(2) Conflicts of Interest
(a) An arbitrator shall decline to accept an appointment or, if the
arbitration has already been commenced, refuse to continue to act as an arbitrator if he or she has any doubts as to his or her ability to be impartial or independent.
(b) The same principle applies if facts or circumstances exist, or have arisen since the appointment, that, from a reasonable third person’s point of view having knowledge of the relevant facts, give rise to justifiable doubts as to the arbitrator’s impartiality or
independence, unless the parties have accepted the arbitrator in accordance with the requirements set out in General Standard(4).
(c) Doubts are justifiable if a reasonable and informed third party would reach the conclusion that there was a likelihood that the arbitrator may be influenced by factors other than the merits of the case as presented by the parties in reaching his or her decision.
(d) Justifiable doubts necessarily exist as to the arbitrator’s
impartiality or independence if there is an identity between a
party and the arbitrator, if the arbitrator is a legal representative of a legal entity that is a party in the arbitration, or if the arbitrator has a significant financial or personal interest in the matter at stake.
Explanation to General Standard 2:
(a) It is the main ethical guiding principle of every arbitrator
that actual bias from the arbitrator’s own point of view
must lead to that arbitrator declining his or her
appointment. This standard should apply regardless of
the stage of the proceedings. This principle is so selfevident
that many national laws do not explicitly say so.
See eg Article 12, UNCITRAL Model Law. The Working
Group, however, has included it in the General Standards
because explicit expression in these Guidelines helps to
avoid confusion and to create confidence in procedures
before arbitral tribunals. In addition, the Working Group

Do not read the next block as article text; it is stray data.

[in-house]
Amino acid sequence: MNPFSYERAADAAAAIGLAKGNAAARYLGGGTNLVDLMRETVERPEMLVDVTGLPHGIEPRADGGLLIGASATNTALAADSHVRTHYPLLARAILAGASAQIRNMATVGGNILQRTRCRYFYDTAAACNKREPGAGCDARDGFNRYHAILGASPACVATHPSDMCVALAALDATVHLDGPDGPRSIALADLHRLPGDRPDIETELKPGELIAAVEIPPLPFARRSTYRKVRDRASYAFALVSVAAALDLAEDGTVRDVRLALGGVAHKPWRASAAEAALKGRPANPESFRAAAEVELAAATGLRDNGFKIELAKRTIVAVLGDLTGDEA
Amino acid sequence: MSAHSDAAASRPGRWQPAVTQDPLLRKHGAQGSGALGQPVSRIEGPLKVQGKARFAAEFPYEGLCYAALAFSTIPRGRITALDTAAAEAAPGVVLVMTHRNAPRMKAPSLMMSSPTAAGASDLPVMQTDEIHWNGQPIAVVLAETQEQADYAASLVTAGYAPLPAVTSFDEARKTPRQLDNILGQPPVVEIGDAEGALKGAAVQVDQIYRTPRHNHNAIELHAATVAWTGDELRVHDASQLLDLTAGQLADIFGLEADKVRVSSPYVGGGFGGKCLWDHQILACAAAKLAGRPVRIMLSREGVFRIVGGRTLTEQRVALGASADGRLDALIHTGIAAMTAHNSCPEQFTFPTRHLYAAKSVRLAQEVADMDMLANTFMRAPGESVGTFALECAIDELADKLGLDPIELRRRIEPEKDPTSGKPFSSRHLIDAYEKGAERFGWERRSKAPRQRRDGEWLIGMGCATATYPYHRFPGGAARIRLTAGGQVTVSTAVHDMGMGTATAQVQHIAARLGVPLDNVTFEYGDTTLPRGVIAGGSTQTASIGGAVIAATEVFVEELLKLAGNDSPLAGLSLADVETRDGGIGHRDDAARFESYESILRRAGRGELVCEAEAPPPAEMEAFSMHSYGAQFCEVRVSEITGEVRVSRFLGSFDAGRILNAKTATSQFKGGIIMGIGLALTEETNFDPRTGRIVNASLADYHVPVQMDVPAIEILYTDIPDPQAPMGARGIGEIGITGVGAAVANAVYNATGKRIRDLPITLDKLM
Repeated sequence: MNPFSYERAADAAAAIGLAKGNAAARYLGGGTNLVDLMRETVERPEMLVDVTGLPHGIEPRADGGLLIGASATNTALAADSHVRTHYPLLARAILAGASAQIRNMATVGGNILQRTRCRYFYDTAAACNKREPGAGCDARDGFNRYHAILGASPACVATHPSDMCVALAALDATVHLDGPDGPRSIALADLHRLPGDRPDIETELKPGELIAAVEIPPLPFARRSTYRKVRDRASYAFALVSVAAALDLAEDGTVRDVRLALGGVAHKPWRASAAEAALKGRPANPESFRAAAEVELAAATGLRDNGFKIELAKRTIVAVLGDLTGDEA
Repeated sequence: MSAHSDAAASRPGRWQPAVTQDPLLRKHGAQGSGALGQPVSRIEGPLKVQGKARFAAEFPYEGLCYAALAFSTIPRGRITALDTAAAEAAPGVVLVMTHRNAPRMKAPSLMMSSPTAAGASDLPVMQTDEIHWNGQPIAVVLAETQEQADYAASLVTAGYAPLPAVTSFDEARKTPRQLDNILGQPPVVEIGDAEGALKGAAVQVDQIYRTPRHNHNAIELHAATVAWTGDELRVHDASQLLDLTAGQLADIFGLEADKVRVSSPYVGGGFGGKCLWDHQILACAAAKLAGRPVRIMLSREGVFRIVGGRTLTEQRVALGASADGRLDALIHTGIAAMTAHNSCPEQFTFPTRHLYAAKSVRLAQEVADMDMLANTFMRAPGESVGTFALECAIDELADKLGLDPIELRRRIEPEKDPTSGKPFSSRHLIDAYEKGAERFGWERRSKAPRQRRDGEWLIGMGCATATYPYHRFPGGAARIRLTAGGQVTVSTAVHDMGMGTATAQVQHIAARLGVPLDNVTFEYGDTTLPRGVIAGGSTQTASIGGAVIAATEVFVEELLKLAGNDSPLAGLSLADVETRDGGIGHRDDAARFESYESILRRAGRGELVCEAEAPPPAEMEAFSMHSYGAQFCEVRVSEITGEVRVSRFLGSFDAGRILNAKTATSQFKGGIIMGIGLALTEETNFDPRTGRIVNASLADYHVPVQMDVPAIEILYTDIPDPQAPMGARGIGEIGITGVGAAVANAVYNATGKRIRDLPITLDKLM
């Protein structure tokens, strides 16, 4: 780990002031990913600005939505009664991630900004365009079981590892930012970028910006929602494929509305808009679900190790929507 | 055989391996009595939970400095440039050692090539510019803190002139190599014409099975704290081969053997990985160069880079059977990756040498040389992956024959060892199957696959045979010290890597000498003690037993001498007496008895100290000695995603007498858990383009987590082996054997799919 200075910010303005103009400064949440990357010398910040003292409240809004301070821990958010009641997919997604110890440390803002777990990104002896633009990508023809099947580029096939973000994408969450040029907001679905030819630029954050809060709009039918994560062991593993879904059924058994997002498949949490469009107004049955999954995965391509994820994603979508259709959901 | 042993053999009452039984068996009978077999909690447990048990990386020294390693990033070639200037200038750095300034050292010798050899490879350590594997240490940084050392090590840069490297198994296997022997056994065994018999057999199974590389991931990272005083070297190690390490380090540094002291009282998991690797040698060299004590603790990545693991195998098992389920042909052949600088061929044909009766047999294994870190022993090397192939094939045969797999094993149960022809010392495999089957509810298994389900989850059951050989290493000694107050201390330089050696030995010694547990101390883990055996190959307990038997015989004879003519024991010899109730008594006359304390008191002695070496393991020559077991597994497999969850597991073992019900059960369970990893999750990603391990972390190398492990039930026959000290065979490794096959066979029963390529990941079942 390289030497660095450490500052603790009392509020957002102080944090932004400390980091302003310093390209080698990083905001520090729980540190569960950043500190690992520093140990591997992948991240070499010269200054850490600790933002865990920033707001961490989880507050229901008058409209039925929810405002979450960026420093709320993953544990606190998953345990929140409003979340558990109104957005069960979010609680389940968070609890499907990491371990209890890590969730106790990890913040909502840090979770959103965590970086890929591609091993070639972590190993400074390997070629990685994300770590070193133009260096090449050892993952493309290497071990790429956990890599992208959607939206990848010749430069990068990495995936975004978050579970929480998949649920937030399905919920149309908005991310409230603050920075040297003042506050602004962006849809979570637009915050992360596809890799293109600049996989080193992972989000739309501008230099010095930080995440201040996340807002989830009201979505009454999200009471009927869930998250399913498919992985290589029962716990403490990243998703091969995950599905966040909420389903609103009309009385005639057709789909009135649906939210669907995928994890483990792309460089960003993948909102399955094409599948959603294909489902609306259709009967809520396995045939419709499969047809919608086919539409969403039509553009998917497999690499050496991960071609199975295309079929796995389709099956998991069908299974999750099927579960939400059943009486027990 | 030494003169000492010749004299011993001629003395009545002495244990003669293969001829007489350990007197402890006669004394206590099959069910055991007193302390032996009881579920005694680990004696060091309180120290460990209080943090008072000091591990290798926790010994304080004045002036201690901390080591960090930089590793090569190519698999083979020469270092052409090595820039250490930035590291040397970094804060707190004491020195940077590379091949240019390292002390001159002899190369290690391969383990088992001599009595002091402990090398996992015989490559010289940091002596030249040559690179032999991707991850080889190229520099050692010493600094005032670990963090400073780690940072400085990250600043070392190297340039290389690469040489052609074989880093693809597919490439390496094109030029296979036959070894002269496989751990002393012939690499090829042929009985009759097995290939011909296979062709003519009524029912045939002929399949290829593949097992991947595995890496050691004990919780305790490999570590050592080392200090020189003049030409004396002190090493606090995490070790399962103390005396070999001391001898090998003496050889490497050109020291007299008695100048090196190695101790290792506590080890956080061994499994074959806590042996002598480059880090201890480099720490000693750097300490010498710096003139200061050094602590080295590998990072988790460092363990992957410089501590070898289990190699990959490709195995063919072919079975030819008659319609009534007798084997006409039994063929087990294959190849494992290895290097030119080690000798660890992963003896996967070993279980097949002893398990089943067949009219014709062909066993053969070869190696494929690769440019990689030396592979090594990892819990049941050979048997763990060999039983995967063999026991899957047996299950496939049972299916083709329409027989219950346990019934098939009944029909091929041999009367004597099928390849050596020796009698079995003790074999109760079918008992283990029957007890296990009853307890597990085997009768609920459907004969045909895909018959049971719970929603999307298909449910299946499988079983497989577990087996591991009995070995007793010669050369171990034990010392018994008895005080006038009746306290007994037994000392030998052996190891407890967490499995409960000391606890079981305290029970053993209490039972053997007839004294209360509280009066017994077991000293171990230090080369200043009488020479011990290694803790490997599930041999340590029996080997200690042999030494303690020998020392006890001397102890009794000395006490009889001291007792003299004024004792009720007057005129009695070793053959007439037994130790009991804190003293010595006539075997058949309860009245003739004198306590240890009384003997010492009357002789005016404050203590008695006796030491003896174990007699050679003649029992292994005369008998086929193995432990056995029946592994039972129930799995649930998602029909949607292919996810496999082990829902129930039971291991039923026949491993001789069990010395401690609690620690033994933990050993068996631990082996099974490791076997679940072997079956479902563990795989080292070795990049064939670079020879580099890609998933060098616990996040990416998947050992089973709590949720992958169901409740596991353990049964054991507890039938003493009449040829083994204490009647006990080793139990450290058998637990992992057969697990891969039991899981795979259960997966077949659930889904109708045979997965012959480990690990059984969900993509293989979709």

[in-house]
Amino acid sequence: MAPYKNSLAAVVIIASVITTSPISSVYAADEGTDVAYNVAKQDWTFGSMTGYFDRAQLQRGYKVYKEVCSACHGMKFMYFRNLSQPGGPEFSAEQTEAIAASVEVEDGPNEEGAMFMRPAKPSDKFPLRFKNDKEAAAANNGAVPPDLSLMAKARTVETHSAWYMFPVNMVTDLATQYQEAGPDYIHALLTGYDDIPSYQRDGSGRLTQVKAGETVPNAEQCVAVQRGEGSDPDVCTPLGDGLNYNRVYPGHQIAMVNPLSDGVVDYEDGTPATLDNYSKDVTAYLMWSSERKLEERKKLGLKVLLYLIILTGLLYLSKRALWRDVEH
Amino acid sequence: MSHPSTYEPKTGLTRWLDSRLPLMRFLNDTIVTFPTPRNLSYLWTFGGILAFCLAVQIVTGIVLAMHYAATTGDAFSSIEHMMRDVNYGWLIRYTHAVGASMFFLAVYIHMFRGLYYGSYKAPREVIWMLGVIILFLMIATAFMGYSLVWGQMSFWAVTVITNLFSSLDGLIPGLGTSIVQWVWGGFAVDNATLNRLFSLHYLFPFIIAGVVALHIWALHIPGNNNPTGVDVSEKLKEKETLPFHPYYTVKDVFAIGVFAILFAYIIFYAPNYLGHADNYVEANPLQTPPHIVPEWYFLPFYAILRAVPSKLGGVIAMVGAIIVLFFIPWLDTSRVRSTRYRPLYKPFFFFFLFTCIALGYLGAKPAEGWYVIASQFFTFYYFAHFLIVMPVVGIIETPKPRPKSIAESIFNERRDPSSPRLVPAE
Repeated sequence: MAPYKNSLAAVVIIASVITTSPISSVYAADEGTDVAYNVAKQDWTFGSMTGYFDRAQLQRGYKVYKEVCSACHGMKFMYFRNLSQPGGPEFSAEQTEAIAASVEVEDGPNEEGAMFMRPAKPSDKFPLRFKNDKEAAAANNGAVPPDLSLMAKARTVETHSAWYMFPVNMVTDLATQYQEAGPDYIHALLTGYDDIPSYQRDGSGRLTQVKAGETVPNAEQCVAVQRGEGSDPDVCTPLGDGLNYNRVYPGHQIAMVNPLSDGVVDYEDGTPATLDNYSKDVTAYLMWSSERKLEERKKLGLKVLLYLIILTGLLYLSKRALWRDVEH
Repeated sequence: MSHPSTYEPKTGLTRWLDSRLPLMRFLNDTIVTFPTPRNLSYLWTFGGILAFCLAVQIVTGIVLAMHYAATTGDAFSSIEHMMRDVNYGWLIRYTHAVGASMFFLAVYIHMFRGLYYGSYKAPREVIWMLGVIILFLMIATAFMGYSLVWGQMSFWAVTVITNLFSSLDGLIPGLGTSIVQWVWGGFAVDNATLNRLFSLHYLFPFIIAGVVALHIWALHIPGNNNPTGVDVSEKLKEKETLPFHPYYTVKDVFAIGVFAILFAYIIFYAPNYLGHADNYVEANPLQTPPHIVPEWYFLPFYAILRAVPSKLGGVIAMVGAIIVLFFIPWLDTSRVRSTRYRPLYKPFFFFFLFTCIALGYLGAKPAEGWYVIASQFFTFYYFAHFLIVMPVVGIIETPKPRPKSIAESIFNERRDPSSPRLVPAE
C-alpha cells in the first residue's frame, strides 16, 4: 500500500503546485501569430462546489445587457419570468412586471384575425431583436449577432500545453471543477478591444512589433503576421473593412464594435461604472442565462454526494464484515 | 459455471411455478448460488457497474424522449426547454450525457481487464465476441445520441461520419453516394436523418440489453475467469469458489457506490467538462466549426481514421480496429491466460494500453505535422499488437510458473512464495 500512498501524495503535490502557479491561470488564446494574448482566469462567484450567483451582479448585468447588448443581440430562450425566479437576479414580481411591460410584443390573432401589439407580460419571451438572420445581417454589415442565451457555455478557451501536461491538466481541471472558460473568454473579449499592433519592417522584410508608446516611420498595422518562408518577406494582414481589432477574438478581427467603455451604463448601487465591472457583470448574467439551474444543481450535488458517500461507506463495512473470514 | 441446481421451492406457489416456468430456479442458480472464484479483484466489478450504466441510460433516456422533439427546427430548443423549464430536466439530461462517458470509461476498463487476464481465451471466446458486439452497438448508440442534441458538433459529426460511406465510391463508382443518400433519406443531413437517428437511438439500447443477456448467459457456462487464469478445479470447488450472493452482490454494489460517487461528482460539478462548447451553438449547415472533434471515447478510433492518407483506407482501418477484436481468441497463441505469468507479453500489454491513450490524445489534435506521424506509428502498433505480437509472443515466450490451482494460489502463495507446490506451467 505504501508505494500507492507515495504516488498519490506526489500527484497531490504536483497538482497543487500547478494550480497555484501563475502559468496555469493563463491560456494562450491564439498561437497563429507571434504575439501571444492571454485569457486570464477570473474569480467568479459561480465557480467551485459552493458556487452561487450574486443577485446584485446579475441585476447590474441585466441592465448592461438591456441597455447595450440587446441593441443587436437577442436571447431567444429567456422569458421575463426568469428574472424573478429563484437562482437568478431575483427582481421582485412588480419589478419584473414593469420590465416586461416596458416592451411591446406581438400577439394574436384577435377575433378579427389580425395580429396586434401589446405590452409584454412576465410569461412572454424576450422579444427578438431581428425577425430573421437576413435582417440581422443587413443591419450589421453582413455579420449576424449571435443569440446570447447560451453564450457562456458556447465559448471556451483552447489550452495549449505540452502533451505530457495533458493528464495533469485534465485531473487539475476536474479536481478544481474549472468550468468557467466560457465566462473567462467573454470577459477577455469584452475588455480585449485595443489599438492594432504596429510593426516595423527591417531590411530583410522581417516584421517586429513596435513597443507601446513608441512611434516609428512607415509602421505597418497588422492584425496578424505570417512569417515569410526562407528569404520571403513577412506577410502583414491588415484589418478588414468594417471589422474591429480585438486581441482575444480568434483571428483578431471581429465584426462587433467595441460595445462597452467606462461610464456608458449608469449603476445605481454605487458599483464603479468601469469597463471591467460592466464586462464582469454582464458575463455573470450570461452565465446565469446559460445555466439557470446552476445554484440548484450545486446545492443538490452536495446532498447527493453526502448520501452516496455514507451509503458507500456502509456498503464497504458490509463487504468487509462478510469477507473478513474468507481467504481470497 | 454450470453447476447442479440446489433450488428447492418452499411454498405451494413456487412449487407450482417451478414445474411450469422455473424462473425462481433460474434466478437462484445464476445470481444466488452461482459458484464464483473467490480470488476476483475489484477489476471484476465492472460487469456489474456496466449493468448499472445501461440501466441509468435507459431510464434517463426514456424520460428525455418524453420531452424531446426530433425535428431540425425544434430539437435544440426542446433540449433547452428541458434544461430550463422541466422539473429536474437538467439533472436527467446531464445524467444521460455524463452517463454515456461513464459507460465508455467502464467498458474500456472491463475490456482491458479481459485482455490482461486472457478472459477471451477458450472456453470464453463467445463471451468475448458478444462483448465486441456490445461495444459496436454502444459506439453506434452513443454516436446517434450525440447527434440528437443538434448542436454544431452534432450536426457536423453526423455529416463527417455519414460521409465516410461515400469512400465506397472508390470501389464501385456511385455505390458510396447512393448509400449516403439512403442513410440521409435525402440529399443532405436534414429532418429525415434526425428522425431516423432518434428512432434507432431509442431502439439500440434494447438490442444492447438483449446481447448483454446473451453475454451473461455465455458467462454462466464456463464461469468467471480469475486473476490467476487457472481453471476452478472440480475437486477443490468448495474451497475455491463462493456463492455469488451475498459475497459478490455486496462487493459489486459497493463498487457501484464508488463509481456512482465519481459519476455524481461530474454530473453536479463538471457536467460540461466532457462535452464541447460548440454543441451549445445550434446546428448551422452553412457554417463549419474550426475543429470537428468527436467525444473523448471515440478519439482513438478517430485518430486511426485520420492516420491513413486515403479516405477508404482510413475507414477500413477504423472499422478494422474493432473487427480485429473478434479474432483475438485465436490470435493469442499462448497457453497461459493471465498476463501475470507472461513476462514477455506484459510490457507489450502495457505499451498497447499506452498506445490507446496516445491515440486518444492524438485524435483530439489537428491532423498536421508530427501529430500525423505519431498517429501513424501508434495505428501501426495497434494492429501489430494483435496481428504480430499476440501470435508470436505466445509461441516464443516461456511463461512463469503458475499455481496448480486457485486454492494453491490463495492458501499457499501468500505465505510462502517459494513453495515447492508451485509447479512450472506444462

believes that the broad standard of ‘any doubts as to an
ability to be impartial and independent’ should lead to
the arbitrator declining the appointment.
(b) In order for standards to be applied as consistently as
possible, the Working Group believes that the test for
disqualification should be an objective one. The Working
Group uses the wording ‘impartiality or independence’
derived from the broadly adopted Article 12 of the
UNCITRAL Model Law, and the use of an appearance
test, based on justifiable doubts as to the impartiality or
independence of the arbitrator, as provided in Article
12(2) of the UNCITRAL Model Law, to be applied
objectively (a ‘reasonable third person test’). As
described in the Explanation to General Standard 3(d),
this standard should apply regardless of the stage of the
(c) Most laws and rules that apply the standard of justifiable
doubts do not further define that standard. The Working
Group believes that this General Standard provides some
context for making this determination.
(d) The Working Group supports the view that no one is
allowed to be his or her own judge; ie, there cannot be
identity between an arbitrator and a party. The Working
Group believes that this situation cannot be waived by the
parties. The same principle should apply to persons who
are legal representatives of a legal entity that is a party in
the arbitration, like board members, or who have a
significant economic interest in the matter at stake.
Because of the importance of this principle, this nonwaivable
situation is made a General Standard, and
examples are provided in the non-waivable Red List.
The General Standard purposely uses the terms ‘identity’
and ‘legal representatives.’ In the light of comments
received, the Working Group considered whether these
terms should be extended or further defined, but decided
against doing so. It realizes that there are situations in
which an employee of a party or a civil servant can be in a
position similar, if not identical, to the position of an
official legal representative. The Working Group decided
that it should suffice to state the principle.
(3) Disclosure by the Arbitrator
(a) If facts or circumstances exist that may, in the eyes of the parties, give rise to doubts as to the arbitrator’s impartiality or independence, the arbitrator shall disclose such facts or
circumstances to the parties, the arbitration institution or other appointing authority (if any, and if so required by the applicable institutional rules) and to the co-arbitrators, if any, prior to accepting his or her appointment or, if thereafter, as soon as he or she learns about them.